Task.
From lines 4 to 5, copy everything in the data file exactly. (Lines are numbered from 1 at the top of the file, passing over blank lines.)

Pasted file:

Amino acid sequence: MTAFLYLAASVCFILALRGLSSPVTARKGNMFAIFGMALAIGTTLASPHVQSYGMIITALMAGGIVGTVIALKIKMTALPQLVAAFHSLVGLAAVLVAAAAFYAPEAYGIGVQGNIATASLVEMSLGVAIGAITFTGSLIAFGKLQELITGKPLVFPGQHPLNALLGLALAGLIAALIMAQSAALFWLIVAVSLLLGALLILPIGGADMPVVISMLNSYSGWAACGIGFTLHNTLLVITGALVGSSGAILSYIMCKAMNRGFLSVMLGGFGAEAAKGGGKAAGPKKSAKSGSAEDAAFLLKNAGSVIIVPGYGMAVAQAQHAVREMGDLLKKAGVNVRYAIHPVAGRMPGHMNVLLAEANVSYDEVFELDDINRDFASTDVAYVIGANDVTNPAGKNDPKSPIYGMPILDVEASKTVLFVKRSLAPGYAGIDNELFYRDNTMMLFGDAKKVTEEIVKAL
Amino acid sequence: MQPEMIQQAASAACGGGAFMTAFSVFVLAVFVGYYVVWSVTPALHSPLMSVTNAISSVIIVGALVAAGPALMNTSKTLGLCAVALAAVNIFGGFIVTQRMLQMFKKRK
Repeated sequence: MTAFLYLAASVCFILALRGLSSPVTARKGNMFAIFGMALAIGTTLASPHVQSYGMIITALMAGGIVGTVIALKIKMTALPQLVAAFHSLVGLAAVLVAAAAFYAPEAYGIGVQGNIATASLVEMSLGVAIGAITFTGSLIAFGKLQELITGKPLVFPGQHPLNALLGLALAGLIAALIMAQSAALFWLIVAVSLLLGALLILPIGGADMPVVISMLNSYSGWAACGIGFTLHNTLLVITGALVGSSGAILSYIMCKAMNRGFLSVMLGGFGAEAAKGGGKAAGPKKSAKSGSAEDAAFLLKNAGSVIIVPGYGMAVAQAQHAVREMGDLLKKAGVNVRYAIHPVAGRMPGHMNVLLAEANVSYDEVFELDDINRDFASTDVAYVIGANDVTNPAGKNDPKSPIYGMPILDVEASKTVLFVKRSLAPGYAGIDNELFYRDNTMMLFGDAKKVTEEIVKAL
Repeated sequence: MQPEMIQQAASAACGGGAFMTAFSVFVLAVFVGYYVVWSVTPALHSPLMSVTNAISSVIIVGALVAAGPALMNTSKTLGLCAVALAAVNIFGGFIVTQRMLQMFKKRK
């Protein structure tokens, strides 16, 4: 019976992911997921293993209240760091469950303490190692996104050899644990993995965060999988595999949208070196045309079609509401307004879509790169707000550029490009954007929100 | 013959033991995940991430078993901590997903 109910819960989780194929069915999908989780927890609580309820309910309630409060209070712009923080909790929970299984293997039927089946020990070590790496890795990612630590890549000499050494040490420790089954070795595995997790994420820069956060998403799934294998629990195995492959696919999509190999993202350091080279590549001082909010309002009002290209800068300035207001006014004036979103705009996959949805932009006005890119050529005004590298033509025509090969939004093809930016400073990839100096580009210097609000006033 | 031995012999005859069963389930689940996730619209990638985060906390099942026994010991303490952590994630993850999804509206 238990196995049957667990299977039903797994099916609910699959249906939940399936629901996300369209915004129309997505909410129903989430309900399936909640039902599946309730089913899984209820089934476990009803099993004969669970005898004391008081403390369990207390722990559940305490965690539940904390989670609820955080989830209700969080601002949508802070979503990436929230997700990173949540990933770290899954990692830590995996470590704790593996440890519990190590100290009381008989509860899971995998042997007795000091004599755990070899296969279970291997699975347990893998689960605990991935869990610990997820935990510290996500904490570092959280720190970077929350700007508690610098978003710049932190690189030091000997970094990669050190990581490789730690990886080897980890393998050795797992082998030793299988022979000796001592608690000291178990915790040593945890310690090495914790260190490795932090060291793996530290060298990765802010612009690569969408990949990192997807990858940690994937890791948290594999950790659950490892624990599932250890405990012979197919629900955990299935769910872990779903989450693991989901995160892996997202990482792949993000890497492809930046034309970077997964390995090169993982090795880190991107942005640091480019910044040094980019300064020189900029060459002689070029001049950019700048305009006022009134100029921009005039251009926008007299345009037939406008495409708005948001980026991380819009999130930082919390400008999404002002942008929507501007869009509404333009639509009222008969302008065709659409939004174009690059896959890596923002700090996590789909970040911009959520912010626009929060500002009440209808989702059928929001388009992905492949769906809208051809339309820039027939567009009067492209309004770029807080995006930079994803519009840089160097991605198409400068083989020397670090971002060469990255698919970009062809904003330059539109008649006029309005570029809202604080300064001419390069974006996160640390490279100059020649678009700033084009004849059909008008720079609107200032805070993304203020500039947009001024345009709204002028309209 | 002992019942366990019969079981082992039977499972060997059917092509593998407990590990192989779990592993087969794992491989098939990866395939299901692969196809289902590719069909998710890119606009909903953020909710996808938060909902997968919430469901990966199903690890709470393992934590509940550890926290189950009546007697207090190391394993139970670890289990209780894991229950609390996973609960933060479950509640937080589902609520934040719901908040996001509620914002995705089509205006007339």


Repeated sequence: MQPEMIQQAASAACGGGAFMTAFSVFVLAVFVGYYVVWSVTPALHSPLMSVTNAISSVIIVGALVAAGPALMNTSKTLGLCAVALAAVNIFGGFIVTQRMLQMFKKRK
């Protein structure tokens, strides 16, 4: 019976992911997921293993209240760091469950303490190692996104050899644990993995965060999988595999949208070196045309079609509401307004879509790169707000550029490009954007929100 | 013959033991995940991430078993901590997903 109910819960989780194929069915999908989780927890609580309820309910309630409060209070712009923080909790929970299984293997039927089946020990070590790496890795990612630590890549000499050494040490420790089954070795595995997790994420820069956060998403799934294998629990195995492959696919999509190999993202350091080279590549001082909010309002009002290209800068300035207001006014004036979103705009996959949805932009006005890119050529005004590298033509025509090969939004093809930016400073990839100096580009210097609000006033 | 031995012999005859069963389930689940996730619209990638985060906390099942026994010991303490952590994630993850999804509206 238990196995049957667990299977039903797994099916609910699959249906939940399936629901996300369209915004129309997505909410129903989430309900399936909640039902599946309730089913899984209820089934476990009803099993004969669970005898004391008081403390369990207390722990559940305490965690539940904390989670609820955080989830209700969080601002949508802070979503990436929230997700990173949540990933770290899954990692830590995996470590704790593996440890519990190590100290009381008989509860899971995998042997007795000091004599755990070899296969279970291997699975347990893998689960605990991935869990610990997820935990510290996500904490570092959280720190970077929350700007508690610098978003710049932190690189030091000997970094990669050190990581490789730690990886080897980890393998050795797992082998030793299988022979000796001592608690000291178990915790040593945890310690090495914790260190490795932090060291793996530290060298990765802010612009690569969408990949990192997807990858940690994937890791948290594999950790659950490892624990599932250890405990012979197919629900955990299935769910872990779903989450693991989901995160892996997202990482792949993000890497492809930046034309970077997964390995090169993982090795880190991107942005640091480019910044040094980019300064020189900029060459002689070029001049950019700048305009006022009134100029921009005039251009926008007299345009037939406008495409708005948001980026991380819009999130930082919390400008999404002002942008929507501007869009509404333009639509009222008969302008065709659409939004174009690059896959890596923002700090996590789909970040911009959520912010626009929060500002009440209808989702059928929001388009992905492949769906809208051809339309820039027939567009009067492209309004770029807080995006930079994803519009840089160097991605198409400068083989020397670090971002060469990255698919970009062809904003330059539109008649006029309005570029809202604080300064001419390069974006996160640390490279100059020649678009700033084009004849059909008008720079609107200032805070993304203020500039947009001024345009709204002028309209 | 002992019942366990019969079981082992039977499972060997059917092509593998407990590990192989779990592993087969794992491989098939990866395939299901692969196809289902590719069909998710890119606009909903953020909710996808938060909902997968919430469901990966199903690890709470393992934590509940550890926290189950009546007697207090190391394993139970670890289990209780894991229950609390996973609960933060479950509640937080589902609520934040719901908040996001509620914002995705089509205006007339």